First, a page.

Everybody had always told me it was really important to find mentors, and so in my first jobs after university, I tried really hard to set up those kinds of relationships. I remember there was one man who was really great. We’re not in touch any more but we were pretty close for a long time, and he helped me a lot. I remember always feeling very safe with him.

But mostly it did not go well. It just wasn’t comfortable.

I’m Filipina by background and most of the older people I worked with were white men. There was something about the dynamic between a young Filipina and an older white man that was just not great. I often got the feeling of being sexualized or objectified. Sometimes I got that vibe from the man himself, but sometimes it was from other people – like, a server in a restaurant would act like we were on a date. Or with one man, his assistant was always hostile to me, like she disapproved of us spending time together.

Nobody ever crossed any kind of line. There is no way what I experienced could even be called sexual harassment. But I definitely felt like the majority of those men were enjoying my company for personal reasons more than professional ones. It felt almost like a quid pro quo, like they were willing to give me some advice, in exchange for me hanging out with them in a bar and laughing at their jokes.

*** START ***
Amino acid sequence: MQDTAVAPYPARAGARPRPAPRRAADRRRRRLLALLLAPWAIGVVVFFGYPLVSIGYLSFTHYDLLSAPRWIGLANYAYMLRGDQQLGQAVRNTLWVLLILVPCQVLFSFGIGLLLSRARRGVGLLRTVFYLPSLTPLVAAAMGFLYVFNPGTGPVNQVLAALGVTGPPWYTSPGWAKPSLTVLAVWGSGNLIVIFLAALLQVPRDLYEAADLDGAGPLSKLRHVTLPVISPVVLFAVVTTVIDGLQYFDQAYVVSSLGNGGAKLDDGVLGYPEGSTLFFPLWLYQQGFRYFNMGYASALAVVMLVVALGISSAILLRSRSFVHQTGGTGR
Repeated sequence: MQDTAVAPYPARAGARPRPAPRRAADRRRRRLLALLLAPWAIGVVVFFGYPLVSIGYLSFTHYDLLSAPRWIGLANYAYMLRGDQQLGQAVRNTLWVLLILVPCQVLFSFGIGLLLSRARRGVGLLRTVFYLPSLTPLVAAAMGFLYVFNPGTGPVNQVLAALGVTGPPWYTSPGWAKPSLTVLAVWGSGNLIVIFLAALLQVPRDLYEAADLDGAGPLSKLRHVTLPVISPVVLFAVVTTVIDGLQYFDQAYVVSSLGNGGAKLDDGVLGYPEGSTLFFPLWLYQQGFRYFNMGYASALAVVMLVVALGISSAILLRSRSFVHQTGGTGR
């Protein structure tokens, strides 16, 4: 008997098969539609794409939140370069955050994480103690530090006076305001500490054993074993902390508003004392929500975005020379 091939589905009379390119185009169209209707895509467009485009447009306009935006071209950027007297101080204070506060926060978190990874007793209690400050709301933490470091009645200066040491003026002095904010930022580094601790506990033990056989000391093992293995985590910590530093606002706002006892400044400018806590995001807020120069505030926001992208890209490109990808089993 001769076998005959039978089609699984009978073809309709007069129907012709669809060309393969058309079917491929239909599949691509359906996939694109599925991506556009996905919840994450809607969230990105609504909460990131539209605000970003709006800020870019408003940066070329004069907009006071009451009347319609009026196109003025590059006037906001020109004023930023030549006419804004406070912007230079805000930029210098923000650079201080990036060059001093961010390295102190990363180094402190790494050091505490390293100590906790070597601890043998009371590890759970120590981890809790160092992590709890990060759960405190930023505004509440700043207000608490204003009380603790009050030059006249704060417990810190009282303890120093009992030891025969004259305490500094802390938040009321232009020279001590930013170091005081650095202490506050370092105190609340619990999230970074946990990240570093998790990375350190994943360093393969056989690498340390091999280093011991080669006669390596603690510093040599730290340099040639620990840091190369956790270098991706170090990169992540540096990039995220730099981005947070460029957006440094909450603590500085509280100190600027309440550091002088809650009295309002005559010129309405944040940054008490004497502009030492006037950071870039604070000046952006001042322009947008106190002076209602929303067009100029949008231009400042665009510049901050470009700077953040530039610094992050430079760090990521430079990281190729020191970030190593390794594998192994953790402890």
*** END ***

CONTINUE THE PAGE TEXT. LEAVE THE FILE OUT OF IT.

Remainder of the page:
At the time I felt like it was a pretty okay deal. I did get some good advice. But with the advantage of hindsight, I’m not so sure. When I look back now, I can see how those men actively intervened in the careers of my young male colleagues. They would recommend them for assignments or work directly with them on projects. That never happened for me. 

I feel like those older men had slotted me into the wrong part of their brains. They just didn’t think of me as a colleague. They had me slotted in as “pretty girl” or maybe “potential affair partner”. They liked spending time with me, but they didn’t do anything to actually help me do better at work.

I do feel like that shaped my career, all our careers. If I look at the young men I worked with, today they are mostly in executive roles or have founded their own companies. The women really didn’t do so well, despite being just as talented and hard-working. I feel like, looking back, the men looked out for the men and made sure the next generation of men was going to be okay. They didn’t do that for the women. It’s really a bummer.